Saskatchewan

Husky oil spill: 3 cities can go back to river water

Three Saskatchewan cities that had their water supplies disrupted by the Husky oil spill have been given the green light to draw water once again from the North Saskatchewan River and Codette reservoir.

Melfort, North Battleford, Prince Albert OK'd to draw water from North Sask. River, reservoir

An oil spill into the North Saskatchewan River forced a number of communities to switch to alternative water supplies. (Matthew Garand/CBC)

Three Saskatchewan cities that had their water supplies disrupted by the Husky oil spill have been given the green light to draw water once again from the North Saskatchewan River and Codette reservoir.

The Water Security Agency told officials in North Battleford, Prince Albert and Melfort that they are now allowed to divert and treat water from the river. 

The water intakes for the communities were shut down in July after a Husky Energy pipeline near Maidstone leaked up to 250,000 litres of oil into the river.  

The agency asked for a water safety assessment from the Technical Working Group — a group made up of engineers, toxicologists, biologists and other experts from the province's Ministry of Environment, Husky Energy, and environmental consulting companies. The group looked at any human health threats from the oil, where the oil will end up, and long-term monitoring requirements.

Then, the assessment was reviewed by an internal government science committee made up of researchers from the University of Saskatchewan and University of Alberta, and officials from Environment and Climate Change Canada and Health Canada.

According to the report, all water tests have been coming back clean.

"These are some of the basic questions we needed answered," said WSA spokesperson Sam Ferris. "And we needed assurances to come to a decision, and support a decision, regarding the safety of the water for use for municipal water treatment systems."

The water security agency said the oil components detected in the river do not present unacceptable risks to the residents as long as proper water treatment is done.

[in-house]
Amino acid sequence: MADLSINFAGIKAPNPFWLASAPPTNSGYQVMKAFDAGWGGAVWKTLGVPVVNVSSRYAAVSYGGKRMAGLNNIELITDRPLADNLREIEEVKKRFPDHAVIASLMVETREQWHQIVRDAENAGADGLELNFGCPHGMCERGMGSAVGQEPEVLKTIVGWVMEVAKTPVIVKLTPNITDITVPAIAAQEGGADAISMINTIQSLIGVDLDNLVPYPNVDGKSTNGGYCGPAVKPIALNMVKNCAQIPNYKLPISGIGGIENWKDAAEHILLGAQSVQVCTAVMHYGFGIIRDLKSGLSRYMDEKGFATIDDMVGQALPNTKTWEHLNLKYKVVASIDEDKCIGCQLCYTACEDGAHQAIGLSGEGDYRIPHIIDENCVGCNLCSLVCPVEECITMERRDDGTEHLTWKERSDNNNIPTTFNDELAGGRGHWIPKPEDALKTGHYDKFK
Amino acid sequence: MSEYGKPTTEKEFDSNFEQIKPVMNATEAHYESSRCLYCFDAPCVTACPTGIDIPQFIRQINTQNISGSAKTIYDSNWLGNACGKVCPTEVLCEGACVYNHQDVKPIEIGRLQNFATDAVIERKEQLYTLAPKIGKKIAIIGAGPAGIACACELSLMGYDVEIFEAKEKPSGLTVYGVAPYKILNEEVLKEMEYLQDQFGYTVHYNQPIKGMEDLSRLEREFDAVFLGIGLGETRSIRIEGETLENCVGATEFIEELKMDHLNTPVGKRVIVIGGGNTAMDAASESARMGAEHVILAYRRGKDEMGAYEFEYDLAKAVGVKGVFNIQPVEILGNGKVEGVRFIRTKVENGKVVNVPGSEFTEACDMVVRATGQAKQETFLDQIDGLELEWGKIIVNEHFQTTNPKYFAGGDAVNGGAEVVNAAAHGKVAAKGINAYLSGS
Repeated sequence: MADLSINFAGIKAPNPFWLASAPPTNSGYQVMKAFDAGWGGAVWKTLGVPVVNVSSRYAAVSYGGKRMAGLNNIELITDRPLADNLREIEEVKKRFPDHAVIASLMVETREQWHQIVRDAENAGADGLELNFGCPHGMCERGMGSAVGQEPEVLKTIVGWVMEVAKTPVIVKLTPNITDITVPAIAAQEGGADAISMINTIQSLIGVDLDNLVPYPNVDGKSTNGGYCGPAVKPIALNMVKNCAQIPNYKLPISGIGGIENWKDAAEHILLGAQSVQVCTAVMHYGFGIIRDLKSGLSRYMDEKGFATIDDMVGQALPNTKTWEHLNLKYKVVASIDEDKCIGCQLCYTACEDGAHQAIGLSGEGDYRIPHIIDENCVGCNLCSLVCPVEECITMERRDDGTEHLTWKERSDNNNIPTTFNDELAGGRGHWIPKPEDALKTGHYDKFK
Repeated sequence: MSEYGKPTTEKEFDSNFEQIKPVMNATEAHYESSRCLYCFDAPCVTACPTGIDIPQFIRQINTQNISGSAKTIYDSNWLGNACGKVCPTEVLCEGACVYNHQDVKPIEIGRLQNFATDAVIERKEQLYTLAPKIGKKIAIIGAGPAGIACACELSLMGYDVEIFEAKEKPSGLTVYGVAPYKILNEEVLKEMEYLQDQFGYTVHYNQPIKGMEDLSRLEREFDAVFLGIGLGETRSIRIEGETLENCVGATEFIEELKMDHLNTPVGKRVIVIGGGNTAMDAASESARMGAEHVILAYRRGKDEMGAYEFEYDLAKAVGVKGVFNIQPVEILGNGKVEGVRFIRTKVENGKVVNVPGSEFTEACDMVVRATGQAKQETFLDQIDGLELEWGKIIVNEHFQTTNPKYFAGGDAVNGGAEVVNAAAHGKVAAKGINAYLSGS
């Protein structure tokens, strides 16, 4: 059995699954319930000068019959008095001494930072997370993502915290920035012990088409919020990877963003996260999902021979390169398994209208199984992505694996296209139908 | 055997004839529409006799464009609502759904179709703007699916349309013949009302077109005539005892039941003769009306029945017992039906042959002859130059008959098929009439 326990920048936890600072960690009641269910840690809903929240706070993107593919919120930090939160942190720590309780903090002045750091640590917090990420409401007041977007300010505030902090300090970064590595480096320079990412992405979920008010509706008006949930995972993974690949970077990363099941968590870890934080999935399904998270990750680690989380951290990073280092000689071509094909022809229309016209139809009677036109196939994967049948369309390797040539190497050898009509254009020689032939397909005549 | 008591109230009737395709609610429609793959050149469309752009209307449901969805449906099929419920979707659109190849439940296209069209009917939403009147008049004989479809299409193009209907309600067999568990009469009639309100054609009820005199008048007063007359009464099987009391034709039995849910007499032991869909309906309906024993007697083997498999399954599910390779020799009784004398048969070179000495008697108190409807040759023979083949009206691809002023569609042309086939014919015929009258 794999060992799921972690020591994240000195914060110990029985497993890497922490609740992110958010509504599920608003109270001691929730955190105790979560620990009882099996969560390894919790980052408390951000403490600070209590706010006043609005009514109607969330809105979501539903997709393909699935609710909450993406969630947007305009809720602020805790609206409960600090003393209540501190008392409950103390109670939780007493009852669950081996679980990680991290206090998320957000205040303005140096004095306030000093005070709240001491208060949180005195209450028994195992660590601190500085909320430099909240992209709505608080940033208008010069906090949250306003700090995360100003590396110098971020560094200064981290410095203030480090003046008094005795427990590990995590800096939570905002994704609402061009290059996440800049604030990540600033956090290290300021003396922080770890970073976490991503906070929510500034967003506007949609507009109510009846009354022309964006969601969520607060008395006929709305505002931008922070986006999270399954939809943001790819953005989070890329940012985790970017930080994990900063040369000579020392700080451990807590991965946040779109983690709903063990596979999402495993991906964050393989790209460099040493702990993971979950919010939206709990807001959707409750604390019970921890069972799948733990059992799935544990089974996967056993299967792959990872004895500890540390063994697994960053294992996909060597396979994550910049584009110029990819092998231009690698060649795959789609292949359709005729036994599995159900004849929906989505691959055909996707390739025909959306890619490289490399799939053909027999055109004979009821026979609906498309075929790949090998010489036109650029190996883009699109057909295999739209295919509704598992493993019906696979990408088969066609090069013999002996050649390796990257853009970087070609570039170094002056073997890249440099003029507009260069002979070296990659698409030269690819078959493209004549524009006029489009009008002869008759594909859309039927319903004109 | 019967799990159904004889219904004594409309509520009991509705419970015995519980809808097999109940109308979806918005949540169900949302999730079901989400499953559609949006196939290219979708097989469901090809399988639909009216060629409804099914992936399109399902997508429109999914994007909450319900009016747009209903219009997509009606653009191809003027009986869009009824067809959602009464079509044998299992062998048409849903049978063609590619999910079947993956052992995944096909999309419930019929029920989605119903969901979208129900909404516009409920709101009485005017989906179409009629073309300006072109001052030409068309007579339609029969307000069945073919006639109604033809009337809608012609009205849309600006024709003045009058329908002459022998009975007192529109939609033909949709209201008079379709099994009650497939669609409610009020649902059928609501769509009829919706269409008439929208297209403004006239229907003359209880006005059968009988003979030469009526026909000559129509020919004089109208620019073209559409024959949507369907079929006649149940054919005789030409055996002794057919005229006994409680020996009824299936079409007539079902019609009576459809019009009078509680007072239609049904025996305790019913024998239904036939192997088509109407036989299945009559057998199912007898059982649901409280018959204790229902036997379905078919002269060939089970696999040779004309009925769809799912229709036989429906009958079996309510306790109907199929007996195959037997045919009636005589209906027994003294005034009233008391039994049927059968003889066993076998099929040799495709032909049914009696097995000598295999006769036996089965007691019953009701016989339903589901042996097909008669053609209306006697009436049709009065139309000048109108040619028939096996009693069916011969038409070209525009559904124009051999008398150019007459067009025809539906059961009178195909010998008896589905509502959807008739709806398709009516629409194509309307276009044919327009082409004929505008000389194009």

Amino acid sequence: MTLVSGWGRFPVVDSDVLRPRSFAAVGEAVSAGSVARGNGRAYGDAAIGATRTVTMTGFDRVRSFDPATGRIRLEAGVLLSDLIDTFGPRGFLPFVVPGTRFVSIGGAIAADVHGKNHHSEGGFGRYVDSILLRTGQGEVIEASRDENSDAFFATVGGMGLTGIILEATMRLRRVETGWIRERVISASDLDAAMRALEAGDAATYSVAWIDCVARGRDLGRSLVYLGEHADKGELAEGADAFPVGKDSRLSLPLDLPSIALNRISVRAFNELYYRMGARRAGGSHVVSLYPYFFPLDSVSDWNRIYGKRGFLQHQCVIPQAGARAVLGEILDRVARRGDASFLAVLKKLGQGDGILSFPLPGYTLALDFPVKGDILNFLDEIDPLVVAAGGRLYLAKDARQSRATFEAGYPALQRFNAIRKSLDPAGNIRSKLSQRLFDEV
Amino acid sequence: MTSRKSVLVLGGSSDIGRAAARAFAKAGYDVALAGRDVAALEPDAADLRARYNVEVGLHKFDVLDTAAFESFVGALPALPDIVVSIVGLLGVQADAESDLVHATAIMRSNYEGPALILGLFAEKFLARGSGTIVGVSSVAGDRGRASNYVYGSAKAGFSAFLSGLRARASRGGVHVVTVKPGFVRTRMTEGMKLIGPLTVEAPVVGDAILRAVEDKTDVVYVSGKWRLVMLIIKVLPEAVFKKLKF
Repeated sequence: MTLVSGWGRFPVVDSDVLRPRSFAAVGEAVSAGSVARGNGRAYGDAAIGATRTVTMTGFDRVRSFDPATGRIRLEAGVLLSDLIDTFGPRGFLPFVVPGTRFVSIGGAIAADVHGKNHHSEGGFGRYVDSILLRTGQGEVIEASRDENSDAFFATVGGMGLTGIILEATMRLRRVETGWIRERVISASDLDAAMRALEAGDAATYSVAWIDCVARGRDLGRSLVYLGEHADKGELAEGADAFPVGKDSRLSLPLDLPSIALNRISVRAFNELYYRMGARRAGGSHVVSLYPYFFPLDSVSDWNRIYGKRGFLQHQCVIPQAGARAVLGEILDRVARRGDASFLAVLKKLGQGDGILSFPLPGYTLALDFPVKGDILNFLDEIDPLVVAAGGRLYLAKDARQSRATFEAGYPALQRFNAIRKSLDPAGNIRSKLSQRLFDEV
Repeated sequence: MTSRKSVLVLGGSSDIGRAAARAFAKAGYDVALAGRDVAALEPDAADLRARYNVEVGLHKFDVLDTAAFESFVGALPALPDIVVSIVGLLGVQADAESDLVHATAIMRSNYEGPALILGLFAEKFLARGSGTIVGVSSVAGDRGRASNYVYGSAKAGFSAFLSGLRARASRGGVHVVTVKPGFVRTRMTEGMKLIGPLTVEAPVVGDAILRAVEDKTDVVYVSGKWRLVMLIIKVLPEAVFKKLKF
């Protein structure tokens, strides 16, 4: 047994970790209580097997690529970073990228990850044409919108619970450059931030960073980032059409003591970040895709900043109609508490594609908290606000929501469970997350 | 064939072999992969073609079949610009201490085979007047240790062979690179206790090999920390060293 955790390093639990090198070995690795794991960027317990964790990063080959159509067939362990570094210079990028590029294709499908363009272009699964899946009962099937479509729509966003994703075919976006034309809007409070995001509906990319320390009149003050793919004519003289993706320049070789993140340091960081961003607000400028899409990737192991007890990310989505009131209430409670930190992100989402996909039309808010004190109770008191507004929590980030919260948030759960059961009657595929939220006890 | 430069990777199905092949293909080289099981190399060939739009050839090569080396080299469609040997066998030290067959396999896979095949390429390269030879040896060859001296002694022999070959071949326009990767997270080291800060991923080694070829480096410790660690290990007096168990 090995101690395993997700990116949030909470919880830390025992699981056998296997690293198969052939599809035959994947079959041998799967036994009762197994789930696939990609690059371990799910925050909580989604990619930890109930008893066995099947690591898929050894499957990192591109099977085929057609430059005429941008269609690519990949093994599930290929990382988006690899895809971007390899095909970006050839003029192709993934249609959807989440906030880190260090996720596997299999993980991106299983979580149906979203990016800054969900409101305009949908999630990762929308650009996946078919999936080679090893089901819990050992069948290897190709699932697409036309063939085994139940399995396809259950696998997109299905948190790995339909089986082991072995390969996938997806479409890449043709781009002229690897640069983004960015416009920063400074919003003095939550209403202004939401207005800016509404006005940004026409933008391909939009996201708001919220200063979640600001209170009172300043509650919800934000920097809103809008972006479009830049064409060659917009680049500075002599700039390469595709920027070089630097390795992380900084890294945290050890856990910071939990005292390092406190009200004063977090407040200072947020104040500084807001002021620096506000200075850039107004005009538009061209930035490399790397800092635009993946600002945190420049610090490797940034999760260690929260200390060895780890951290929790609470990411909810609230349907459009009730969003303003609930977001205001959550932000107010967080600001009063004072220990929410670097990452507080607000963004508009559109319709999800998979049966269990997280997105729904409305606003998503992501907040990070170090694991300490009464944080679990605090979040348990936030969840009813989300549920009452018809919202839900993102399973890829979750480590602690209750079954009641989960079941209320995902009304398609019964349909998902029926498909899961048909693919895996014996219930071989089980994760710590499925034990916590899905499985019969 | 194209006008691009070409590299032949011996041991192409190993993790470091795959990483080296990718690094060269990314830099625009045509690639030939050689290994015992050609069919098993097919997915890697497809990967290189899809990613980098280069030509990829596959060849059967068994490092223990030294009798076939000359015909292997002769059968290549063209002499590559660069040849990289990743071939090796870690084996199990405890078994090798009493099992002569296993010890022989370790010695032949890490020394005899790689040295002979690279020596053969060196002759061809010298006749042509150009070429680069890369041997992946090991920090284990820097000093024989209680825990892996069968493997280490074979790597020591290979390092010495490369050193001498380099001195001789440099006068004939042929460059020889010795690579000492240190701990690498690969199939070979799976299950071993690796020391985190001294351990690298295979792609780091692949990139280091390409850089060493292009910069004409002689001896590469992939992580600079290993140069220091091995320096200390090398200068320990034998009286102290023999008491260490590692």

Prince Albert had to use an alternative water supply after the July 21 oil leak contaminated the North Saskatchewan River. (Don Somers/CBC)

Now, municipalities are getting ready to switch their water treatment systems back to the river.

While Prince Albert is expected to have its system back to normal as early as Monday, river sediment has blocked the water intake in North Battleford. It will likely take until next month to fix.

Prince Albert has already started dismantling its system of temporary water lines that have been supplying the city with fresh water for almost two months.

Both North Battleford and Prince Albert have set up pre-treatment systems to make sure the water is completely clear of any petroleum products. 

River-bottom oil

The province estimates that around 88 per cent of the oil has been cleaned up.

However, the WSA says it's difficult to say how much crude oil remains on the river floor. High water flows on the North Saskatchewan River last month has moved sediment around, making it difficult to track, and very difficult to clean up.

While water treatment plants are very efficient at filtering out contaminated sediments, it's still not known what long-term effects the spill will have on wildlife that depend on the river.

"At this point in time, we're not really certain," said Ferris. "Fish biologists tell me that fish will avoid oil contamination, and that they have some ability to remove oil from their metabolic processes. The WSA has some field biologists that are actually looking at the creatures that live on or near the sediments, and doing some monitoring of that."

The WSA has studied the health of the North Saskatchewan River bed in the past, and will have data to compare pre-and-post oil spill.

"The number and diversity of species and the number of organisms in the river bottom, in the river sediments, is an indicator of the health of the river system," he said.

Ferris said the agency will study how much oil is picked up by the micro-organisms.

The oil that is left on the bottom of the riverbank is expected to travel downstream at a rate of 20 to 50 kilometres a year.